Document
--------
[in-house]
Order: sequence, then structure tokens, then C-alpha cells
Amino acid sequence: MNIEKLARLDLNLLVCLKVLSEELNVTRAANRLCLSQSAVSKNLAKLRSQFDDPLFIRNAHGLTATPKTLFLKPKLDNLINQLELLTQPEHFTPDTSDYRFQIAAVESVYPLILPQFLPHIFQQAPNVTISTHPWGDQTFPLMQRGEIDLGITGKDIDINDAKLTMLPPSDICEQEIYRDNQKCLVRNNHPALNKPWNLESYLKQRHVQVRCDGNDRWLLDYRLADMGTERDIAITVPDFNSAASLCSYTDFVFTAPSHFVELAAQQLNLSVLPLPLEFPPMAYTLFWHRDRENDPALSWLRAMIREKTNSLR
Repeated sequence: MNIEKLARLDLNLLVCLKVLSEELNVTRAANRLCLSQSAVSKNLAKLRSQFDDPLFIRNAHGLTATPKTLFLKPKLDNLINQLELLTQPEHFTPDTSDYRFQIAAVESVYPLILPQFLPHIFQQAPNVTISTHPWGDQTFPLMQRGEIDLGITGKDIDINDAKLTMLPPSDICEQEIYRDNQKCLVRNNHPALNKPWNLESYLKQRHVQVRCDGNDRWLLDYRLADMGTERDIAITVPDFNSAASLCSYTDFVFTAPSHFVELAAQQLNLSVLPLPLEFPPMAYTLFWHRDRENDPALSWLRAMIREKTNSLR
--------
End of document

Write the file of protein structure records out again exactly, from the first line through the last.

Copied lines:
[in-house]
Order: sequence, then structure tokens, then C-alpha cells
Amino acid sequence: MNIEKLARLDLNLLVCLKVLSEELNVTRAANRLCLSQSAVSKNLAKLRSQFDDPLFIRNAHGLTATPKTLFLKPKLDNLINQLELLTQPEHFTPDTSDYRFQIAAVESVYPLILPQFLPHIFQQAPNVTISTHPWGDQTFPLMQRGEIDLGITGKDIDINDAKLTMLPPSDICEQEIYRDNQKCLVRNNHPALNKPWNLESYLKQRHVQVRCDGNDRWLLDYRLADMGTERDIAITVPDFNSAASLCSYTDFVFTAPSHFVELAAQQLNLSVLPLPLEFPPMAYTLFWHRDRENDPALSWLRAMIREKTNSLR
Repeated sequence: MNIEKLARLDLNLLVCLKVLSEELNVTRAANRLCLSQSAVSKNLAKLRSQFDDPLFIRNAHGLTATPKTLFLKPKLDNLINQLELLTQPEHFTPDTSDYRFQIAAVESVYPLILPQFLPHIFQQAPNVTISTHPWGDQTFPLMQRGEIDLGITGKDIDINDAKLTMLPPSDICEQEIYRDNQKCLVRNNHPALNKPWNLESYLKQRHVQVRCDGNDRWLLDYRLADMGTERDIAITVPDFNSAASLCSYTDFVFTAPSHFVELAAQQLNLSVLPLPLEFPPMAYTLFWHRDRENDPALSWLRAMIREKTNSLR